UK Conservatives Would Repeal Levy

by William Yeatman on February 7, 2001

in Politics

The British Parliament has passed a climate levy on energy use by businesses that will come into effect in April. The highly controversial tax, which amounts to only 1 billion per year, has come under heavy fire from business interests on the grounds that it would hurt their international competitiveness.

In an attempt to reduce industry opposition, the Labor government will offset the tax by reducing business employers National Insurance contributions by 0.3 percent and cut taxes for energy-saving investment. The whole scheme, however, would fall more heavily on companies with high energy-to-employment ratios. The Conservatives in their party manifesto have promised to abolish the climate change levy if returned to office at the next election. This would be in addition to 8 billion in tax cuts targeted for businesses, savers, and working families (Financial Times, January 5, 2001).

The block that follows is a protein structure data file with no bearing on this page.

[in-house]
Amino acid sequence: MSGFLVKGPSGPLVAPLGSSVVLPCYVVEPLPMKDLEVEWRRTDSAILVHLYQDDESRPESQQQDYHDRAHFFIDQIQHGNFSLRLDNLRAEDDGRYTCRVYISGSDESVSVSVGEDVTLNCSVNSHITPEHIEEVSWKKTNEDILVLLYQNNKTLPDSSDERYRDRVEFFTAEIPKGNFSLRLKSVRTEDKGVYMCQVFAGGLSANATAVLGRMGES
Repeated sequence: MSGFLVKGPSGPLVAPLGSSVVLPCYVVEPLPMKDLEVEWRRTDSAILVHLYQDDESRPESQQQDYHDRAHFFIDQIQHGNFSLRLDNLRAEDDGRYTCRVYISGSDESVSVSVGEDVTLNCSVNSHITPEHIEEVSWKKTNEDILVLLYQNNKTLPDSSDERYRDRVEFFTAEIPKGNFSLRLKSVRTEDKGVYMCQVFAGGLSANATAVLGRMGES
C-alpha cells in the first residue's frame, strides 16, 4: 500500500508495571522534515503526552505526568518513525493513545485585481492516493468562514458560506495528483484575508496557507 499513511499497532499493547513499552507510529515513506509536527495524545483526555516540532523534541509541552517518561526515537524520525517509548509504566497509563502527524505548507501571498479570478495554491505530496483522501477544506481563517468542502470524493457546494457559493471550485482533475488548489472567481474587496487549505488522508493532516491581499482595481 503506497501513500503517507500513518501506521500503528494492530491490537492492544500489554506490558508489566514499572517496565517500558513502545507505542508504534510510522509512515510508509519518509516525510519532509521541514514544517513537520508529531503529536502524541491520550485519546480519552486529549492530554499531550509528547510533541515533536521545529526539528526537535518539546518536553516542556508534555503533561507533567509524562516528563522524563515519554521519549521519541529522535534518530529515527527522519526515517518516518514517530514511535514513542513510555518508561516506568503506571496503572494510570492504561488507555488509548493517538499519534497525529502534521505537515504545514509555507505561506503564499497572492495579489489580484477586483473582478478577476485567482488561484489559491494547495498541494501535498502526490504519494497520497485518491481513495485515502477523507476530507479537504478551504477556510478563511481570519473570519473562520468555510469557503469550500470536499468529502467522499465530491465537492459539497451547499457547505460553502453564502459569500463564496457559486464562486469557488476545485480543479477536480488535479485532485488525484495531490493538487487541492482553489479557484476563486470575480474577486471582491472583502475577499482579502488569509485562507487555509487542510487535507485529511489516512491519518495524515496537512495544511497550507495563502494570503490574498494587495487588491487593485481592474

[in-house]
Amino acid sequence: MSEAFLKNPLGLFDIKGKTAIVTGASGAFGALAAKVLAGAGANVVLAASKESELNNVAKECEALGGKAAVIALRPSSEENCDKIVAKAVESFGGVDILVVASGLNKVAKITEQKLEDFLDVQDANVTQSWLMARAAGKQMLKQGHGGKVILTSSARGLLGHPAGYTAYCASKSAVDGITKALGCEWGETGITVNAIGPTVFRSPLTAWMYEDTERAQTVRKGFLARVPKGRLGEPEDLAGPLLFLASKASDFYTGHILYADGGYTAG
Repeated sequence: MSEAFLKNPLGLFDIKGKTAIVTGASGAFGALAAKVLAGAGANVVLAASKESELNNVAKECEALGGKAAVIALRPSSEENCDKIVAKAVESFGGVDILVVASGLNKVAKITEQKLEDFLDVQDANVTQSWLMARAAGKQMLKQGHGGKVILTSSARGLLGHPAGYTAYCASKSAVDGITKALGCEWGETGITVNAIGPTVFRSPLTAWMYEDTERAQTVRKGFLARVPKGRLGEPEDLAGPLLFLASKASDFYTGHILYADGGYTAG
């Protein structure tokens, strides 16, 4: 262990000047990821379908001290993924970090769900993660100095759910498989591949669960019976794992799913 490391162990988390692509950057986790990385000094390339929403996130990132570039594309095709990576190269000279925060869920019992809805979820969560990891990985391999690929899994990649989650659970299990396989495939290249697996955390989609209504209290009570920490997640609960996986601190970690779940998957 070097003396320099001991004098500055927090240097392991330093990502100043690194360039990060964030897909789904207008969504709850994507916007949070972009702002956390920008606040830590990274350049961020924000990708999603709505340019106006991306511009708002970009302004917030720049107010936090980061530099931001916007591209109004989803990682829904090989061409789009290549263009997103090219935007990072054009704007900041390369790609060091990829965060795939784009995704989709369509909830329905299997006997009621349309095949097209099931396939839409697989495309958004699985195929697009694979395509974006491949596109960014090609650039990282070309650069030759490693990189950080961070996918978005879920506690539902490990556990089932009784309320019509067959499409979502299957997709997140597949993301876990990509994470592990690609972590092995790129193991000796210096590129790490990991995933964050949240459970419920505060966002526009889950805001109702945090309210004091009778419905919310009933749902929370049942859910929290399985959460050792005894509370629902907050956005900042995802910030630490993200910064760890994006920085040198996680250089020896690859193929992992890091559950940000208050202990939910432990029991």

The climate levy is not the only new tax that the British government has in mind to deal with global warming. Jonathan Porritt, chairman of the governments Sustainable Development Commission, said at the launch of the governments first annual report on quality of life that there would have to be a tax on air travel to pay for damage to the environment and human health (Daily Telegraph, January 26, 2001).

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